A R-22 chiller changeout at British Energy PLC finds the equipment now running on R-434A.

To get an idea of how much HCFC-22 is being used in the industry, just realize that the refrigerant has applications ranging from residential air conditioners to large flooded chillers. In that later category, British Energy PLC - said to be the largest electricity generator in the UK by volume - was seeking to replace R-22 in its chillers.

The headquarters site at Barnwood, Gloucester, operates the data centers for the eight nuclear power stations in the UK. As part of their environmental strategy, British Energy has already converted all of the site’s systems from R-22 to non ozone depleting replacements, but has until recently been unable to find a suitable alternative to R-22 for the flooded chillers. This was of considerable concern in view of the imminent phaseout of the use of virgin R-22 for service work (in Europe), and the fact that replacement of a chiller of this size would cost over $815,000.

British Energy engineers had experimented with at least one R-22 retrofit alternative but after trying that HFC found that the chiller could not achieve the temperature difference across the evaporator. So in May 2009, they pulled that refrigerant and tried another HFC, R-434A.

The chiller has a screw compressor that is 30 years old with a flooded evaporator. There is a pilot operated thermostatic expansion valve and partial hand expansion valve. There is a heat recovery circuit on the condenser

The original charge was 2,640 pounds of R-22. It was charged with the same amount of R-434A. The mineral oil and the retrofitted POE oil both have a viscosity of 170.


The control system operates a compressor unloader system based on a number of inputs which include - but are not limited to - chilled water leaving temperature, suction pressure, discharge pressure, and motor loading percentage. The following readings were taken five months after the retrofit:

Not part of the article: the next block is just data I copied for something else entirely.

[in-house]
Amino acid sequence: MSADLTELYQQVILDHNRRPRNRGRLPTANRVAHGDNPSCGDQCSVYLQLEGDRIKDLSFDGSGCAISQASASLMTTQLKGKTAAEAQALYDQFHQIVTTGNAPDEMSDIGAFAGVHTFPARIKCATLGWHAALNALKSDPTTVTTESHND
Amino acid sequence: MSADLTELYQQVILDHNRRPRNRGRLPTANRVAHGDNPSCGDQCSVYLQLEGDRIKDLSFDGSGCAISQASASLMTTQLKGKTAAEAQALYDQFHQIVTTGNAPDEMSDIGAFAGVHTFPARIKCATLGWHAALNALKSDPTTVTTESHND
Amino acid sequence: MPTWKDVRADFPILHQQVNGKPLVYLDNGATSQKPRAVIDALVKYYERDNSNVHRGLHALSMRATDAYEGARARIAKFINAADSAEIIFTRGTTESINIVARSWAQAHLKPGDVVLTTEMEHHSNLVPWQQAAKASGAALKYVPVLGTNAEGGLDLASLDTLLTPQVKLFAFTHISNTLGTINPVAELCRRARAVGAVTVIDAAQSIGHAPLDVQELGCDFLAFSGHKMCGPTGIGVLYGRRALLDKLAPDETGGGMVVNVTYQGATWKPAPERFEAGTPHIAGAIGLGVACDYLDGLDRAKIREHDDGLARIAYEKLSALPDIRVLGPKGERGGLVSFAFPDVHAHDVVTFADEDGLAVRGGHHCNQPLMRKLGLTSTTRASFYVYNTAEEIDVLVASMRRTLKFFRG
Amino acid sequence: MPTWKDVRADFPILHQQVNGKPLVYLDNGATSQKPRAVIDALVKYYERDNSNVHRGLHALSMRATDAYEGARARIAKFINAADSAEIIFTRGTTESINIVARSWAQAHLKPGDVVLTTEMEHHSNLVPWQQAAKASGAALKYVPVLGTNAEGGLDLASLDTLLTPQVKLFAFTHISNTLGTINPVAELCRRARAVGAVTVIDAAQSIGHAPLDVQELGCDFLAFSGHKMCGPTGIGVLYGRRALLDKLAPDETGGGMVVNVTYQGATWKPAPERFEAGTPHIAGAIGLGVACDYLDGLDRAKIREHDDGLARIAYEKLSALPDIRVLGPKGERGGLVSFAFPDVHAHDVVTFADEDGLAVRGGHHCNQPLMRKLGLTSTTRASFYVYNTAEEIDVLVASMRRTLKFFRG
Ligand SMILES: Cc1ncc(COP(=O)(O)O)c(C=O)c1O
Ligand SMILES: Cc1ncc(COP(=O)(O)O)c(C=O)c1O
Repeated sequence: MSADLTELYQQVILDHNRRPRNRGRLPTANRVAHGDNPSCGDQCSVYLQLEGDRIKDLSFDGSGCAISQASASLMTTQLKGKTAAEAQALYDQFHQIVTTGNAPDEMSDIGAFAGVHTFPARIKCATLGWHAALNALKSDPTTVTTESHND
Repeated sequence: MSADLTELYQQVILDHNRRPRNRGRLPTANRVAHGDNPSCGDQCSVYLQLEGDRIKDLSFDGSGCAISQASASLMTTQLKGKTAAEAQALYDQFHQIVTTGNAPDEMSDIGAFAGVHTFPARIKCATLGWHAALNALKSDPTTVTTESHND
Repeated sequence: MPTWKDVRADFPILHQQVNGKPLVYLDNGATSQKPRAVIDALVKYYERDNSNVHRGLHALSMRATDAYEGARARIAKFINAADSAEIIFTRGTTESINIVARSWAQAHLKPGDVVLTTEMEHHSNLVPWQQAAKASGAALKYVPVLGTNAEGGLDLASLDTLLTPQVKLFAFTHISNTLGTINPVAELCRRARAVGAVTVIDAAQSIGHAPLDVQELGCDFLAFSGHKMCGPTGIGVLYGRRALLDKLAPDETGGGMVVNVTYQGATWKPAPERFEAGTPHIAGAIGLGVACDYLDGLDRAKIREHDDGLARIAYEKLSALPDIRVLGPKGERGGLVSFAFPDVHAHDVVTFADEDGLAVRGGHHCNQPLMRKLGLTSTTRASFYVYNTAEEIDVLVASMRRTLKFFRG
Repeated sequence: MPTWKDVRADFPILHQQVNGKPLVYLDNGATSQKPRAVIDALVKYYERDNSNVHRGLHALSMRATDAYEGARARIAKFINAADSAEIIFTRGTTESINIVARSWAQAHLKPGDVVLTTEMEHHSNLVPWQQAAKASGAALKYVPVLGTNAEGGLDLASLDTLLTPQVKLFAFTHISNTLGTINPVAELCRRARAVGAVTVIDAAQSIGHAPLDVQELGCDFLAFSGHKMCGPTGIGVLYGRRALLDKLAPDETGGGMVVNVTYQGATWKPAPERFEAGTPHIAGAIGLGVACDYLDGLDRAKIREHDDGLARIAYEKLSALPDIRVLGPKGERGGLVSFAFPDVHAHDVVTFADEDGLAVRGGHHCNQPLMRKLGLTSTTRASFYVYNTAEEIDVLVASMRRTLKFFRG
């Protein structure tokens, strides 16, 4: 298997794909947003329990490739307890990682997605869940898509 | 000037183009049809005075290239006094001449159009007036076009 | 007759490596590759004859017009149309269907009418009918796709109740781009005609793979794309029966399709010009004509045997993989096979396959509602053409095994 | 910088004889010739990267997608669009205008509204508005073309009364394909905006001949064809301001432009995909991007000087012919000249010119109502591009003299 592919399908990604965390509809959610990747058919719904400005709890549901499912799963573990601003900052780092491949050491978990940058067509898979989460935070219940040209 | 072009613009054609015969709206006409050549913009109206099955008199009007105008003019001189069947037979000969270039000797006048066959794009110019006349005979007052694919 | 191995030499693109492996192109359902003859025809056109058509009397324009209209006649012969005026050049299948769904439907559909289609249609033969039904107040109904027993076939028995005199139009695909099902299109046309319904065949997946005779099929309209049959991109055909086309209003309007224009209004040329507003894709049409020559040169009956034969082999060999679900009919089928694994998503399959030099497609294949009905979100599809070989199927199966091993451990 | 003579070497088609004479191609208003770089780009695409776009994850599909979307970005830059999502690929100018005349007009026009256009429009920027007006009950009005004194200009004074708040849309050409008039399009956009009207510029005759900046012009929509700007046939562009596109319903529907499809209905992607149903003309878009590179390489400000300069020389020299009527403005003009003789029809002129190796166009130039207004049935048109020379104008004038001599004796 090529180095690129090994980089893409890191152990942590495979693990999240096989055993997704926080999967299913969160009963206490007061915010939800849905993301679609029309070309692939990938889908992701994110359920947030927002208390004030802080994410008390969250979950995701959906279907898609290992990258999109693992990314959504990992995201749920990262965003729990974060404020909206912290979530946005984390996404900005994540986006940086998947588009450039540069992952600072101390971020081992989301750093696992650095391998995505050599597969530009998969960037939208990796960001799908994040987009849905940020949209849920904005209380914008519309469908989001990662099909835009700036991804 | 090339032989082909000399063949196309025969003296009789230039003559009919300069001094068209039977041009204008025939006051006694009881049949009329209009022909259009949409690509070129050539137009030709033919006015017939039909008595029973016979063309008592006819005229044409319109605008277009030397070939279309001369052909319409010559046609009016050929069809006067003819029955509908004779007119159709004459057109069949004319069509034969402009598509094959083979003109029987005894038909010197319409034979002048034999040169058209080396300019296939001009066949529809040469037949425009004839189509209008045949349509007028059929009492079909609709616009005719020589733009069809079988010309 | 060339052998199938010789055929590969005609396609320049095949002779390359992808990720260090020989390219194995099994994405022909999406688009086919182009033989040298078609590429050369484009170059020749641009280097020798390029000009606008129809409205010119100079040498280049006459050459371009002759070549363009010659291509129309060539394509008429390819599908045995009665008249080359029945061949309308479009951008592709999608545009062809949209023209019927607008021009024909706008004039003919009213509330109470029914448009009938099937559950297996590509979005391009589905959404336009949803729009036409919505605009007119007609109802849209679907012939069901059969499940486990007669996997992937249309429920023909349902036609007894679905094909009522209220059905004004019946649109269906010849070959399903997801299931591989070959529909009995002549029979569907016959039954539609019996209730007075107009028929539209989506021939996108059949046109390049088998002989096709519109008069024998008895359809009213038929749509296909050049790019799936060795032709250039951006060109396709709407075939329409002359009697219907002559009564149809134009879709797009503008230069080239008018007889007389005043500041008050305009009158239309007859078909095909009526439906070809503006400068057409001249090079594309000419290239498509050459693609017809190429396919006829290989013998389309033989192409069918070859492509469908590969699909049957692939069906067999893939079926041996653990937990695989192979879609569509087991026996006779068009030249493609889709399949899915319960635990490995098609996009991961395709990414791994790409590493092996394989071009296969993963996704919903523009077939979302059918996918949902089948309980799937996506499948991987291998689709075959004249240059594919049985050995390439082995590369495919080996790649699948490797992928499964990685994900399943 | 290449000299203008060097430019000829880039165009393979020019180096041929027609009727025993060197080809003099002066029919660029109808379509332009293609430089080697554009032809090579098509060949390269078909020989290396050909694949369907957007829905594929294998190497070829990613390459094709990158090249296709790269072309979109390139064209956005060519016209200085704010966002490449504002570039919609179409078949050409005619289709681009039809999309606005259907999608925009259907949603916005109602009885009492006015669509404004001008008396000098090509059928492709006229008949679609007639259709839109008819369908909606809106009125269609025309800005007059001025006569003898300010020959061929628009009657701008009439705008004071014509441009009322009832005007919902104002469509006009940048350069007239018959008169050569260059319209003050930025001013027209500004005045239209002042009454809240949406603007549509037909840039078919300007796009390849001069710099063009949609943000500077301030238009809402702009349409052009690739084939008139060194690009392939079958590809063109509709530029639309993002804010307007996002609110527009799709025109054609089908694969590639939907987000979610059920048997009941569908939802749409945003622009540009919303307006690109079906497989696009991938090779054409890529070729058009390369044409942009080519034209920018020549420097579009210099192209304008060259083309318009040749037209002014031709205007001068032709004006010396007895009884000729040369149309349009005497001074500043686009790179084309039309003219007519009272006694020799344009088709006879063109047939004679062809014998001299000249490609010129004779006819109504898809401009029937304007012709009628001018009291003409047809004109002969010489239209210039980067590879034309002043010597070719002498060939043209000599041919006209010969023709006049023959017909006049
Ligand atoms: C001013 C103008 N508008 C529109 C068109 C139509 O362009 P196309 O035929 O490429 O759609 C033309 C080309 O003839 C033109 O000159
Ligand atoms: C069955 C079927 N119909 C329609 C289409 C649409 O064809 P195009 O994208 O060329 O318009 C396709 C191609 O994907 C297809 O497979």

MOTOR AMPS:50 (Maximum setting 80, FLA 120)
MOTOR LOAD:55.62 percent

According to statistics compiled by ComStar International (which markets R-434A under the brand name RS-45), energy usage would appear to be lower with R-434A with 410 achieved at 65 amps, against design of 41.90 at 108 amp. The system was operating up to 41.90 temperature difference on chilled water, which was equal to design capacity.

“Before the initial conversion from R-22 to the previous HFC, the lubricant in the chiller had been changed from mineral oil to polyolester,” it was reported. “The superheat was very consistent and did respond to adjustments to the expansion devices. Overall the customer is very happy with the performance of the chiller as it appears to be very similar to the R-22 performance.”

John Bravery of engineering contractor Balfour Beatty oversaw the conversion of the chiller with John Ormerod of refrigerant supplier A-Gas UK in attendance. Bravery said the changeover process was quite straightforward. He said there were no problems with this chiller since the changeover.

Geoff Benton, British Energy’s site engineer, said, “We have been planning to phase out R-22 on this site before the cut-off date for using new R-22 for service work kicked in at the end of 2009, but finding a refrigerant which can match the performance of R-22 in the flooded chillers here had not been possible until the arrival of R-434A. The fact that using this refrigerant to replace R-22 in one of our flooded chillers has resulted in an identical performance to using R-22 in this unit means that we will be converting the remaining flooded chiller on site, and thereby achieving our overall objective to be free of ozone depleting substances prior to the phaseout date in Europe. Overall, we are very pleased with the performance in what I understand is one of the most difficult applications for R-22 replacements.”

For more information on the refrigerant described in this article, visit www.comstarproducts.com.

Publication date:01/11/2010